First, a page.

Went to ACON’s Bondi Badlands Historical Violence Walking Tour today. Author/journalist Greg Callaghan filled us in on each victim’s life story and pointed out the general vicinity of where they had been murdered by juvenile homophobic gangs. It was organised by ACON project manager for safety, inclusion and historical justice, the lovely Michael Atkinson.
The walk, around the clifftop from Bondi Icebergs to Tamarama, started off sunny, but was soon totally freezing with biting wind and rain and we were huddled together with heads bowed like those penguins during winter in Antartica. Luckily, we found shelter at the public toilets in Marks Park — a popular beat where many post-Mardi Gras parties and celebrations had been held. It was also, unfortunately, the scene of many murderous homophobic crimes. But happily, it will also be where a memorial will be placed to remember those we lost.
I used to live in Bondi during 1991-1994, and the clifftop walk was a renowned danger spot at night, as there were no railings, no lighting, and gangs of drunk youths used to hang around there, do drugs and bash people.
Greg, who’s written a book, Bondi Badlands, showed us photos of the people who had lived happy, everyday lives with loving friends and family, before they were brutally bashed and shoved to their deaths. There was John Russell — who’d inherited property and was going to move to the Hunter Valley to enjoy his new life; Krichakorn Rattanajurathaporn, from Thailand, who’d been studying here for only six months; and Ross Warren, an ambitious Wollongong TV newsreader who’d just signed a contract to join Channel 10. Many of these deaths occurred before the railings were installed in 2000, so it was easy for some Bondi police to dismiss these incidents as “a drunk person fell over the cliff” or “he committed suicide”.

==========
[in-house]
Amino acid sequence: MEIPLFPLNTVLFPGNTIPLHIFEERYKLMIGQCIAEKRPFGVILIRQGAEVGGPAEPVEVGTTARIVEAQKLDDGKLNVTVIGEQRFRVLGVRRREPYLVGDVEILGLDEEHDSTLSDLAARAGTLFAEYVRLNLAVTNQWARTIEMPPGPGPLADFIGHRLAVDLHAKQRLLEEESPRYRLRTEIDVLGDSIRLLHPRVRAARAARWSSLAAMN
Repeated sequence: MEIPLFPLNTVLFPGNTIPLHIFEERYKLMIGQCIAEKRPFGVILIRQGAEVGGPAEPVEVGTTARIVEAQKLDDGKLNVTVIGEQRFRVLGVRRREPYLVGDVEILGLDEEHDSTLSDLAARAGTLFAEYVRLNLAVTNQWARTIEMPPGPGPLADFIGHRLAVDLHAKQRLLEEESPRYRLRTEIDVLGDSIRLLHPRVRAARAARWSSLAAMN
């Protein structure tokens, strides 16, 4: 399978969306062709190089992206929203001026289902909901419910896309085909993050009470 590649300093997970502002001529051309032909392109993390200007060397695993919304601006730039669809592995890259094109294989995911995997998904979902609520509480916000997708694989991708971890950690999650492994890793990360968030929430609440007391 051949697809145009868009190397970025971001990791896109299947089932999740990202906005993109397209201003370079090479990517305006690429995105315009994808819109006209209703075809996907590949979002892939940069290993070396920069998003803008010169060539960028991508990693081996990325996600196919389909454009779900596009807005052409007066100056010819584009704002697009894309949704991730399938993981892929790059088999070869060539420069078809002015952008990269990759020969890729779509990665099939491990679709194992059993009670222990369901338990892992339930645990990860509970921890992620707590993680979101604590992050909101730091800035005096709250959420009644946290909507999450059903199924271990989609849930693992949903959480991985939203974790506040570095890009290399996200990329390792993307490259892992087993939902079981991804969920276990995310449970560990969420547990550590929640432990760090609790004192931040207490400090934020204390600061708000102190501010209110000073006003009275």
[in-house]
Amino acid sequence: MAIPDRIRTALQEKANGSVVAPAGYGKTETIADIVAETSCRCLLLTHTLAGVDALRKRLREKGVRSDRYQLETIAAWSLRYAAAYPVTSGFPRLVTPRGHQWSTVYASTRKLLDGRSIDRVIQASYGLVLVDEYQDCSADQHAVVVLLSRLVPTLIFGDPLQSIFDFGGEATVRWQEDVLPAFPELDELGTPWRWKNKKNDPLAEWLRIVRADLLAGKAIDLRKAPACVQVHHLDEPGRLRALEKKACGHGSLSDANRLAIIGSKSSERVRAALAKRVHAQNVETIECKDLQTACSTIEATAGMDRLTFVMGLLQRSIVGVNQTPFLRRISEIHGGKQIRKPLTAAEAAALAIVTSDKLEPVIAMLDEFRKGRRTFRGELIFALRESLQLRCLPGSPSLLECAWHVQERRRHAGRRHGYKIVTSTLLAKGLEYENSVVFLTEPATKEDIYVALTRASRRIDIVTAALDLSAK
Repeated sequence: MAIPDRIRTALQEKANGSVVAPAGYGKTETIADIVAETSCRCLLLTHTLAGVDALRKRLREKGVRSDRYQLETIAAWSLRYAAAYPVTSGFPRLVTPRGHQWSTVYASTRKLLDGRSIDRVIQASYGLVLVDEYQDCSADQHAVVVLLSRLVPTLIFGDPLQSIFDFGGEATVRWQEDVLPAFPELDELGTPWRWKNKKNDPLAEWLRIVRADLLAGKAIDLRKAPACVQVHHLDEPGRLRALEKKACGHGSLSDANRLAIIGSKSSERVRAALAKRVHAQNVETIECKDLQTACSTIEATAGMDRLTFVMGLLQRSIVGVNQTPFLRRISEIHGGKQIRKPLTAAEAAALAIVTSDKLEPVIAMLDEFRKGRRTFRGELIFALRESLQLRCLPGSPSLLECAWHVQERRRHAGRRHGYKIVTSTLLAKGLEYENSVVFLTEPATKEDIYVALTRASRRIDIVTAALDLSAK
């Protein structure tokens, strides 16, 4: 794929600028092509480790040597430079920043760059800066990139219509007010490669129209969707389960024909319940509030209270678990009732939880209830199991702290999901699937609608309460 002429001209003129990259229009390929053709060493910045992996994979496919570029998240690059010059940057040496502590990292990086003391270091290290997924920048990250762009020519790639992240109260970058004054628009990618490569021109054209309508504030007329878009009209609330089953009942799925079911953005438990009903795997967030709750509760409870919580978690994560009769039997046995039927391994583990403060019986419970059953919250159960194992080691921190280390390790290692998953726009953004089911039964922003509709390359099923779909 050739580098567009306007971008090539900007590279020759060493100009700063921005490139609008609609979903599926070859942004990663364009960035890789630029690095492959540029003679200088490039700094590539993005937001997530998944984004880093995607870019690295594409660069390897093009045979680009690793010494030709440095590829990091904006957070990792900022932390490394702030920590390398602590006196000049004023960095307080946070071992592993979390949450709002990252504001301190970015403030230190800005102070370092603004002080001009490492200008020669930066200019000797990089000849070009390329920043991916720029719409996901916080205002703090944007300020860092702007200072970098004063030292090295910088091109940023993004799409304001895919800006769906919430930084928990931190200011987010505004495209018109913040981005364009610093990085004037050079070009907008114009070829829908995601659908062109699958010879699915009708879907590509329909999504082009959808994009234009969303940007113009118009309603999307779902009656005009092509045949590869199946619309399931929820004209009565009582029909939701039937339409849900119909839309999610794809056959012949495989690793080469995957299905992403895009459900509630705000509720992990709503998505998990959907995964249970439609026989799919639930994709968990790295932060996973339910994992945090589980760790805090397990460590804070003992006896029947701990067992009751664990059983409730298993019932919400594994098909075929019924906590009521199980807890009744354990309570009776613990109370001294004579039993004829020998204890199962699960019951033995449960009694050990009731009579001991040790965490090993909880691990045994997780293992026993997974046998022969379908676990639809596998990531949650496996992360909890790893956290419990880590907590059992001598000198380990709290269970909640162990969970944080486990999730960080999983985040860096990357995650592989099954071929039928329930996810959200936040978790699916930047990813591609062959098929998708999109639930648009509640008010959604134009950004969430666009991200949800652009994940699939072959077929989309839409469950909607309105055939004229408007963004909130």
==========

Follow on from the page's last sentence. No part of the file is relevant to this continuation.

Gay men’s lives were discounted, and minimal effort was put in to finding the perpetrators.
Some bodies were never found, so the murder spree continued, because noone was held accountable.
I always appreciate the respectful language on these history walks — we learn about each person’s life story, the context of the times, and the fun they had catching up with friends etc. It’s great to hear much more about the victims and honour their lives than the criminals, who seem to get most of the public coverage.
From Greg’s book blurb online:
“The long concrete pathway skirting the cliff face between the beaches of Bondi and Tamarama in Sydney’s Eastern Suburbs seems too spectacular to have the odour of murder hanging over it, but it was here in the late 1980s that a handful of young men were dragged to their deaths after nightfall. With blood stains on the walkway and screams heard at night, the area was dubbed ‘Bondi Badlands’. Bodies started turning up at the bottom of the cliffs — these included men such as barman John Russell, who was found with his right hand still clutching a clump of his murderer’s hair; TV newsreader Ross Warren, whose keys and wallet were discovered on a sea ledge, his body swept out to sea; and Thai national, Krichakorn Rattanajurathaporn, who fell off the cliffs while fleeing his assailants after being bludgeoned with a claw hammer. A gang of teenage thugs (some as young as 14) were engaged in a murder spree and this cliffside walk – then a popular gay beat – was one of their favourite killing fields. This book is about the slow road to justice for several distraught families, the inadequate initial police investigations and then the ferocious single-mindedness of one police officer, Detective Sergeant Stephen Page who, moved by a series of letters from a victim’s mother, revived the investigation and slowly but surely pieced together the dark mural of murder he code-named Operation Taradale.”